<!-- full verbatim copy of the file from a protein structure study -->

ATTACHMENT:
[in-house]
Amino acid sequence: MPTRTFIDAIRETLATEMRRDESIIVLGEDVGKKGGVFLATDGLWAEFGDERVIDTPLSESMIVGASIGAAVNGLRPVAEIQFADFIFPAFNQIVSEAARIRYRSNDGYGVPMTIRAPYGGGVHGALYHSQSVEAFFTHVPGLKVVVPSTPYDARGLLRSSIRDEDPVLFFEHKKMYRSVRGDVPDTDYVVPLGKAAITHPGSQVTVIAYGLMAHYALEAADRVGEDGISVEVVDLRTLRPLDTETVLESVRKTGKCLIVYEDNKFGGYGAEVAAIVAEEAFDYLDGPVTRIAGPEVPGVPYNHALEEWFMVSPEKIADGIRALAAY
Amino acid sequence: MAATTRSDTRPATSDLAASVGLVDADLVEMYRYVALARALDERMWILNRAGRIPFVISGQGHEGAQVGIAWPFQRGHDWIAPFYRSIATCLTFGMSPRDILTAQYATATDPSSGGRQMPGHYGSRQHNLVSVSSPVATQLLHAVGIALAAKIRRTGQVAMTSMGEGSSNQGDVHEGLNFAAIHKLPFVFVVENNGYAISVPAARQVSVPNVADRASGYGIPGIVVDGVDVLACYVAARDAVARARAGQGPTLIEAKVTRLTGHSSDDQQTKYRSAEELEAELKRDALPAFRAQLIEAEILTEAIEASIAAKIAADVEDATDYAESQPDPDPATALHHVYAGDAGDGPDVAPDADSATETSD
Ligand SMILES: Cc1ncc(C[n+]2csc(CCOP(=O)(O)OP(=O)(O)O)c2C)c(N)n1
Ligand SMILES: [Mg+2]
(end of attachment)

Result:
[in-house]
Amino acid sequence: MPTRTFIDAIRETLATEMRRDESIIVLGEDVGKKGGVFLATDGLWAEFGDERVIDTPLSESMIVGASIGAAVNGLRPVAEIQFADFIFPAFNQIVSEAARIRYRSNDGYGVPMTIRAPYGGGVHGALYHSQSVEAFFTHVPGLKVVVPSTPYDARGLLRSSIRDEDPVLFFEHKKMYRSVRGDVPDTDYVVPLGKAAITHPGSQVTVIAYGLMAHYALEAADRVGEDGISVEVVDLRTLRPLDTETVLESVRKTGKCLIVYEDNKFGGYGAEVAAIVAEEAFDYLDGPVTRIAGPEVPGVPYNHALEEWFMVSPEKIADGIRALAAY
Amino acid sequence: MAATTRSDTRPATSDLAASVGLVDADLVEMYRYVALARALDERMWILNRAGRIPFVISGQGHEGAQVGIAWPFQRGHDWIAPFYRSIATCLTFGMSPRDILTAQYATATDPSSGGRQMPGHYGSRQHNLVSVSSPVATQLLHAVGIALAAKIRRTGQVAMTSMGEGSSNQGDVHEGLNFAAIHKLPFVFVVENNGYAISVPAARQVSVPNVADRASGYGIPGIVVDGVDVLACYVAARDAVARARAGQGPTLIEAKVTRLTGHSSDDQQTKYRSAEELEAELKRDALPAFRAQLIEAEILTEAIEASIAAKIAADVEDATDYAESQPDPDPATALHHVYAGDAGDGPDVAPDADSATETSD
Ligand SMILES: Cc1ncc(C[n+]2csc(CCOP(=O)(O)OP(=O)(O)O)c2C)c(N)n1
Ligand SMILES: [Mg+2]